The “get lost” game

Run this video clip and you’ll hear the essential soundtrack to our lives here in Great Britain:

Today the temperature hit 50 degrees and the sun was out. Ooh, what a little tease for spring that was! Especially because here in southern England the grass stays green and many of the hedges and plantings have green leaves. If you ignore the leafless trees it almost looks like it isn’t winter.

A day like this one demands an excursion, so I loaded up the Boyz and set out on what I have named the “get lost” game. Critical to this game is the SATNAV, a Garmin GPS navigator. As soon as Paul got here he noticed that many of his coworkers had one of these and swore by them. And he quickly learned that a SatNav is something you practically can’t live without over here. Because the roads are so narrow, so busy, so overcrowded with parked cars and delivery vehicles, tons of excessive “road furniture” and street signage and markings, and last but not least the roundabouts. It is difficult to impossible to find a place to pull over if you get lost, because there is almost never any shoulder on the roads, and in the country you can drive a long way before you even come to a side street or a driveway to turn around in. Also people drive excessively fast on these too-small roads. For all these reasons, following a map when you are the driver is really perilous. You need every bit of your concentration just to watch the road.

Enter the SatNav. I never thought about owning one of these in Boulder, but I LOVE having it here. It literally talks to you and tells you what turns to make, and which exit out of the roundabout to take. And you can check the map on the little screen for verification. The UK is a small country, and because of that you can pinpoint an address pretty accurately if you just know the postcode (zip code). Just type in that postcode and the SatNav will take you there. It is fantastic! It has enabled us to travel all over the country really easily. It’s pretty funny when you make a wrong turn but it will help you get back on the route. Plus there are plenty of stories of SatNav’s leading people to the wrong place, but so far that hasn’t happened to us.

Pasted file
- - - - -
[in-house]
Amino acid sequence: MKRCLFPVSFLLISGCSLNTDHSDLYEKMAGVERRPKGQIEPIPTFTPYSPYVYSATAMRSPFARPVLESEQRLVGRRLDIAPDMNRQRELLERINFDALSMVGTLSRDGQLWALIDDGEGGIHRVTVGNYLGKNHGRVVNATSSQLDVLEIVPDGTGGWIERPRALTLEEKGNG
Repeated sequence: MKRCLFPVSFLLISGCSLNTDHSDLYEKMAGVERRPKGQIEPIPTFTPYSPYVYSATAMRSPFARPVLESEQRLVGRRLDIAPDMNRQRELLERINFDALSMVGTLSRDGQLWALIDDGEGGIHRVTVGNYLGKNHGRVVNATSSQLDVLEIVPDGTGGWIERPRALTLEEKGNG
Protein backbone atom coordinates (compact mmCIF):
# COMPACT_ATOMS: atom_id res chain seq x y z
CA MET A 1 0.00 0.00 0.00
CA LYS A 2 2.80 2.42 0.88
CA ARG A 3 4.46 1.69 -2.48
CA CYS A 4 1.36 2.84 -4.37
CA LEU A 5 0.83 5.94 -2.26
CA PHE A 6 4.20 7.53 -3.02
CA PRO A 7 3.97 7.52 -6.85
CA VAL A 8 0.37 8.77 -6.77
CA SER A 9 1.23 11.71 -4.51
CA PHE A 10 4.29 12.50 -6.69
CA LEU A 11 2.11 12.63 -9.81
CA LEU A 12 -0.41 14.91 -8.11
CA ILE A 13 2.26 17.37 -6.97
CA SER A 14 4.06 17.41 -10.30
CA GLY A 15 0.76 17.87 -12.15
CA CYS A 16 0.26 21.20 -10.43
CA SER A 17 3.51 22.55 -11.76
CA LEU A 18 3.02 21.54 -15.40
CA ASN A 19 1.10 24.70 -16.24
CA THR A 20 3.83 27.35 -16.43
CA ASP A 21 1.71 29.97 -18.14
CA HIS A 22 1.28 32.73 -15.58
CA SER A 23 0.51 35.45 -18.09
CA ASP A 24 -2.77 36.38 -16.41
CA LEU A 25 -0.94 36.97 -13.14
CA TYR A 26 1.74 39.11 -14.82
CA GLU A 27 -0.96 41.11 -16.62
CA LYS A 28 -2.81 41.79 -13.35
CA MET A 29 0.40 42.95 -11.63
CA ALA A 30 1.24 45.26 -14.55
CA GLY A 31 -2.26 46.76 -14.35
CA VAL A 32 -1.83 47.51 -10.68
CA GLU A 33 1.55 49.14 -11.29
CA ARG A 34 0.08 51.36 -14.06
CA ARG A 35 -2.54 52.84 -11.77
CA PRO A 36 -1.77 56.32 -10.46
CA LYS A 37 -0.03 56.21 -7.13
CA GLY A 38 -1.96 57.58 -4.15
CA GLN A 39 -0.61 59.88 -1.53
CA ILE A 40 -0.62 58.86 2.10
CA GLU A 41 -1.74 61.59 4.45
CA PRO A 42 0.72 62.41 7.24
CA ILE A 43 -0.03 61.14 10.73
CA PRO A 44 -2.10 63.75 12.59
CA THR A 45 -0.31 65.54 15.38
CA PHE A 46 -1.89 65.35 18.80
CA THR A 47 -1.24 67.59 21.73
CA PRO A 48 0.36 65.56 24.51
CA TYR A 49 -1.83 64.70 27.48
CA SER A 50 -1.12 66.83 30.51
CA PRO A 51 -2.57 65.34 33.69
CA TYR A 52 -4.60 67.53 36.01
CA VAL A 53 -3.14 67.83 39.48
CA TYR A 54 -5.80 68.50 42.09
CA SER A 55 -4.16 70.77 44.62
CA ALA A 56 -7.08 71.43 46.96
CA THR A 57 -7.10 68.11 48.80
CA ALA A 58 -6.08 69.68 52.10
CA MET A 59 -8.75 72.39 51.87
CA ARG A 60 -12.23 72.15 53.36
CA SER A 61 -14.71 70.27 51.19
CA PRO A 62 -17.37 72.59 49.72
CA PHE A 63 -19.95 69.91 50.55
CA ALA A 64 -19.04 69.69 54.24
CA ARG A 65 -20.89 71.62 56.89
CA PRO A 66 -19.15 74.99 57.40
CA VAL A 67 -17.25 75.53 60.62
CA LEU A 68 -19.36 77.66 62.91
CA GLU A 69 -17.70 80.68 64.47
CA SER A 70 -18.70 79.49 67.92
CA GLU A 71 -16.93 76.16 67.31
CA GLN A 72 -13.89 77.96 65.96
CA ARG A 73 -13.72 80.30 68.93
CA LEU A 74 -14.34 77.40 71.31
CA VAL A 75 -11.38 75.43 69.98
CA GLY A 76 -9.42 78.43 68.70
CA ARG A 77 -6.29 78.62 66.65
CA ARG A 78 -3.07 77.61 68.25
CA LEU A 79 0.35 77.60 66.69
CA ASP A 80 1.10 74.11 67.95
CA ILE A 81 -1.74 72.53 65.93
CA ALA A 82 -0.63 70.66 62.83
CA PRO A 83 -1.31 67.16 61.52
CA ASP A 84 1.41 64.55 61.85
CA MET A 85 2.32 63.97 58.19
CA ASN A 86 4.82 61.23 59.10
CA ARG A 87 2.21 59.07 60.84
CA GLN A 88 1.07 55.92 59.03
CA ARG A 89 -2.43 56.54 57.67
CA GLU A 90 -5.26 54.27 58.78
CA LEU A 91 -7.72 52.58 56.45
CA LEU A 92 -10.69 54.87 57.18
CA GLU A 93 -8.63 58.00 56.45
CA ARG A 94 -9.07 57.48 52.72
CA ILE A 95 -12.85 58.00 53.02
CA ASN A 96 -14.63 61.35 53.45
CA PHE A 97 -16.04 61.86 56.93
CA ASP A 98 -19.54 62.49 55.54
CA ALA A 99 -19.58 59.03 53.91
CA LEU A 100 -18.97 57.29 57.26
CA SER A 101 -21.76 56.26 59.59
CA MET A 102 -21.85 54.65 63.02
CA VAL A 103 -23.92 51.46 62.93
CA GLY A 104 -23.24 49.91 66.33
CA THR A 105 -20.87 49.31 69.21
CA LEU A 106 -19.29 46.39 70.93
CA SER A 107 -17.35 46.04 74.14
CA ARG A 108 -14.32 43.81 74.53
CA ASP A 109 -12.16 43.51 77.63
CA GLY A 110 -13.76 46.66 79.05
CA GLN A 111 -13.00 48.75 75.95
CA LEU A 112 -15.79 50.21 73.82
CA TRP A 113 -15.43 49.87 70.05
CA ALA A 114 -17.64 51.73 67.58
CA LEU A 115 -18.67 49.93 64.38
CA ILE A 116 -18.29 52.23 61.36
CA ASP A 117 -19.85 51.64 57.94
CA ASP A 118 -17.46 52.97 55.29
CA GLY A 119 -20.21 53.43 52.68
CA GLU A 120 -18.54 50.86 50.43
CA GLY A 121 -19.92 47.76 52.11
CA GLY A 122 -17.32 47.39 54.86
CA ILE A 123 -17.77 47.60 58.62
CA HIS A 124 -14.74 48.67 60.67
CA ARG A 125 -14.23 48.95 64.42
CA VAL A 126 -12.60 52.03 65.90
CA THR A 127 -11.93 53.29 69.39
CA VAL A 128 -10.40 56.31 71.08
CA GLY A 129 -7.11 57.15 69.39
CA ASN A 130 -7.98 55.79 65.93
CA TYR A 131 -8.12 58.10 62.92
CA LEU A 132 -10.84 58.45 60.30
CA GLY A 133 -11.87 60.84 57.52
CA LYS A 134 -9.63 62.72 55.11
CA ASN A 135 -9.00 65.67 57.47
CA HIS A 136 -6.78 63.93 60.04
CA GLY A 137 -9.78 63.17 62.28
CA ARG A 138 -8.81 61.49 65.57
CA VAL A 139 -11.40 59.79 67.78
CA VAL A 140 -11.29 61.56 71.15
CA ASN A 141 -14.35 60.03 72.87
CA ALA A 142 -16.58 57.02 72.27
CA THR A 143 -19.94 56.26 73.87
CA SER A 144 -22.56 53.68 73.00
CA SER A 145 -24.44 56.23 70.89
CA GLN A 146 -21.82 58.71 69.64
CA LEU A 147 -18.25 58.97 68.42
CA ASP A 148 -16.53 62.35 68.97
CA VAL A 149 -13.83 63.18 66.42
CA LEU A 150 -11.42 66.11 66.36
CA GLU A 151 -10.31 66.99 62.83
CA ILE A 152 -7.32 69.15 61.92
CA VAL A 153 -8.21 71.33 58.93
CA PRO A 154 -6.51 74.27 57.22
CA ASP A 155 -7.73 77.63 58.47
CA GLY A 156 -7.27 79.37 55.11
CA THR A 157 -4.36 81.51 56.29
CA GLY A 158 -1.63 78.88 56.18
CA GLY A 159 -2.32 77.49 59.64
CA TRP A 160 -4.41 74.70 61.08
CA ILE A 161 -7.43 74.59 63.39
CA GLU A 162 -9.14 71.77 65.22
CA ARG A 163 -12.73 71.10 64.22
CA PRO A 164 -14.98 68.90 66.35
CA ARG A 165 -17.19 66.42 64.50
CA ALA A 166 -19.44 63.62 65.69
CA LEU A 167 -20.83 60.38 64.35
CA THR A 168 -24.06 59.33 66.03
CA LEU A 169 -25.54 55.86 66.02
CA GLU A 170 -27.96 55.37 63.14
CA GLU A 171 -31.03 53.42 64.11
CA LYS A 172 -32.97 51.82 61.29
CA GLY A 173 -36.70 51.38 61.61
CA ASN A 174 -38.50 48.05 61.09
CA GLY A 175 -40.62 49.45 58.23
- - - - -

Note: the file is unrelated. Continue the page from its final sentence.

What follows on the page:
Back to the “get lost” game. It is simply heading out for a drive on whatever roads and turnings look interesting. Stopping in villages or other places I happen upon. Then, when I’ve gone far enough, I just tell the SatNav to “Go Home”, and it will direct me home from where ever I am. Totally fun! Now that I’ve pretty much discovered most of the Big Sights within about an hour or so of our house, it is a fun way to maybe get lucky and stumble on some small place under the tourist radar.

Today I headed into the next county north (Buckinghamshire) to a ridge of hills called the Chilterns. There are supposedly some good long walking trails along the Chiltern ridge, that we will get around to hiking this spring when it gets warmer.
A pretty long view in the Chilterns

I stopped in the town of Beaconsfield and walked the Boyz around, which was another market town with a pretty church and this very cool-looking row of buildings:

I love wandering towns here especially when I see little old bits of crumbly architecture like the gate in this wall, above. Everything is tinted green with lichen and many structures have vines or other growing stuff on them too, which just adds to the aged charm. This is the sort of thing that I will not find in Colorado, and I am trying to soak up as much of it as I can while I’m here. (Though I will absolutely not miss the perpetual damp, which is responsible for that green tinge on everything!)

Above is an example of a very very typical town center I drove through today. I don’t recall the name of the town but it was built up a hill with the train station at the top. (A good example of all the “road furniture” to navigate, too.) The look of this little main shopping street is so very common in my area of Berkshire/Buckinghamshire. It is surprisingly hard to find distinctive or unusual architecture; it seems like every parish has used the exact same planning requirements for housing and retail. The really older buildings end up being what you watch out for.

Next sunny day I’ll be out on another Get Lost adventure!